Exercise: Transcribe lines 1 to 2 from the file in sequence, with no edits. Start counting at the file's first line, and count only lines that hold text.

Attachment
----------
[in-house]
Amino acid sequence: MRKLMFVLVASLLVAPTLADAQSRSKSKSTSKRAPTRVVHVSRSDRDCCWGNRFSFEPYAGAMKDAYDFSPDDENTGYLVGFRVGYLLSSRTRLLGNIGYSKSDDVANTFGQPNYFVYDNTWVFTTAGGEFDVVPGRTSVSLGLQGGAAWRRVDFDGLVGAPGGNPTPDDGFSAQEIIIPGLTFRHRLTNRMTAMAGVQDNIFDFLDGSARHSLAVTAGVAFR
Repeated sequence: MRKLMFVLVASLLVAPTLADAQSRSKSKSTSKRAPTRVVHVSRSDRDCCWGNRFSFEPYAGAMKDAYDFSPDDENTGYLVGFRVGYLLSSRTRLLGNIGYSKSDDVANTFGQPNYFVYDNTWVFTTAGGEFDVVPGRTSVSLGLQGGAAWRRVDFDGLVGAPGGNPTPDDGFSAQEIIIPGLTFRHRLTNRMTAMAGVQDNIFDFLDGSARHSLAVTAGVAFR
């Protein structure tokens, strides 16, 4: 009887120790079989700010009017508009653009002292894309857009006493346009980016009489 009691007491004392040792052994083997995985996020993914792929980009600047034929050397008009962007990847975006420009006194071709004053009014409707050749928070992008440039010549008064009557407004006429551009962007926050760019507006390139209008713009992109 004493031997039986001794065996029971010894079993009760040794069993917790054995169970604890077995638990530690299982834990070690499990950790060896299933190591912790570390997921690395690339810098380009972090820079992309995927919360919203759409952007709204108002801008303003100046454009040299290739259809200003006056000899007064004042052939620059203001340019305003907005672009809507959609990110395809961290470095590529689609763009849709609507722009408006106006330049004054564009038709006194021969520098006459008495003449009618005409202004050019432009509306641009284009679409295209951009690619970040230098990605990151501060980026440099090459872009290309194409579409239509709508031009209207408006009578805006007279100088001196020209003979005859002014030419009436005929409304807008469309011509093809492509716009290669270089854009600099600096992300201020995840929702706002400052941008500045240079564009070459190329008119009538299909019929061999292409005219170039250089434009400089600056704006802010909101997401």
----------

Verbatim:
[in-house]
Amino acid sequence: MRKLMFVLVASLLVAPTLADAQSRSKSKSTSKRAPTRVVHVSRSDRDCCWGNRFSFEPYAGAMKDAYDFSPDDENTGYLVGFRVGYLLSSRTRLLGNIGYSKSDDVANTFGQPNYFVYDNTWVFTTAGGEFDVVPGRTSVSLGLQGGAAWRRVDFDGLVGAPGGNPTPDDGFSAQEIIIPGLTFRHRLTNRMTAMAGVQDNIFDFLDGSARHSLAVTAGVAFR